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This eBook from the Gutenberg Project consists of approximately 142 pages of information about The Christian Year.

   Bask not in courtly bower,
   Or sun-bright hall of power,
Pass Babel quick, and seek the holy land —
   From robes of Tyrian dye
   Turn with undazzled eye
To Bethlehem’s glade, or Carmel’s haunted strand.

   Or choose thee out a cell
   In Kedron’s storied dell,
Beside the springs of Love, that never die;
   Among the olives kneel
   The chill night-blast to feel,
And watch the Moon that saw thy Master’s agony.

   Then rise at dawn of day,
   And wind thy thoughtful way,
Where rested once the Temple’s stately shade,
   With due feet tracing round
   The city’s northern bound,
To th’ other holy garden, where the Lord was laid.

   Who thus alternate see
   His death and victory,
Rising and falling as on angel wings,
   They, while they seem to roam,
   Draw daily nearer home,
Their heart untravell’d still adores the King of kings.

   Or, if at home they stay,
   Yet are they, day by day,
In spirit journeying through the glorious land,
   Not for light Fancy’s reed,
   Nor Honour’s purple meed,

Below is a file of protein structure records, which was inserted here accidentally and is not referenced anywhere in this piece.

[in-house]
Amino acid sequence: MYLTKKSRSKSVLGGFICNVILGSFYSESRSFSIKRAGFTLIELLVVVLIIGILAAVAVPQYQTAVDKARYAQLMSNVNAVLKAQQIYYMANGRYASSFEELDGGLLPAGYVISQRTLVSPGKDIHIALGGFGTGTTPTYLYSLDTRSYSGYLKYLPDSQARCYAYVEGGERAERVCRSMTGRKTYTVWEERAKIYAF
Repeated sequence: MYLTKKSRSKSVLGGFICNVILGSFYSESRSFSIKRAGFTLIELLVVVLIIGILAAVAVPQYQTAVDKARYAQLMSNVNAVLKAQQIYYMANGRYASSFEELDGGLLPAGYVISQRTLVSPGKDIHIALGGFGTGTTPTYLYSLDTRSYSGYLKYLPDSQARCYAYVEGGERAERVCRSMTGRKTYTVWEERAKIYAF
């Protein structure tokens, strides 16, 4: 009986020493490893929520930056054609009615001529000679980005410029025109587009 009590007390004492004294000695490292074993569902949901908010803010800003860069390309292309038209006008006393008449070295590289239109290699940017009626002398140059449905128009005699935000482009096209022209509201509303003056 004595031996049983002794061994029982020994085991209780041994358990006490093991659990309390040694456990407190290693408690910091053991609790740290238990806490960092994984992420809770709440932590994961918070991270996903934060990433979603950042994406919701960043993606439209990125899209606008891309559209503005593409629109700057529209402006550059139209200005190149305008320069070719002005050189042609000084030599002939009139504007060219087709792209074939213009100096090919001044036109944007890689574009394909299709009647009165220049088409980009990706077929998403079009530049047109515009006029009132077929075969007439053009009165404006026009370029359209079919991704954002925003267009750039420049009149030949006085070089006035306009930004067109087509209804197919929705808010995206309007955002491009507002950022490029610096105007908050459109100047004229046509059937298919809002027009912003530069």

Nor gifted Prophet’s lore, nor Science’ wondrous wand.

   But more than Prophet, more
   Than Angels can adore
With face unveiled, is He they go to seek: 
   Blessed be God, Whose grace
   Shows Him in every place
To homeliest hearts of pilgrims pure and meek.

FOURTH SUNDAY IN ADVENT

The eyes of them that see shall not be dim, and the ears of them that hear shall hearken.  Isaiah xxxii. 3

Of the bright things in earth and air
   How little can the heart embrace! 
Soft shades and gleaming lights are there —
   I know it well, but cannot trace.

Mine eye unworthy seems to read
   One page of Nature’s beauteous book;
It lies before me, fair outspread —
   I only cast a wishful look.

I cannot paint to Memory’s eye
   The scene, the glance, I dearest love —
Unchanged themselves, in me they die,
   Or faint or false their shadows prove.

In vain, with dull and tuneless ear,
   I linger by soft Music’s cell,
And in my heart of hearts would hear
   What to her own she deigns to tell.

’Tis misty all, both sight and sound —
   I only know ’tis fair and sweet —
’Tis wandering on enchanted ground
   With dizzy brow and tottering feet.

But patience! there may come a time
   When these dull ears shall scan aright
Strains that outring Earth’s drowsy chime,
   As Heaven outshines the taper’s light.

These eyes, that dazzled now and weak,
   At glancing motes in sunshine wink. 
Shall see the Kings full glory break,
   Nor from the blissful vision shrink: 

In fearless love and hope uncloyed
   For ever on that ocean bright
Empowered to gaze; and undestroyed,
   Deeper and deeper plunge in light.

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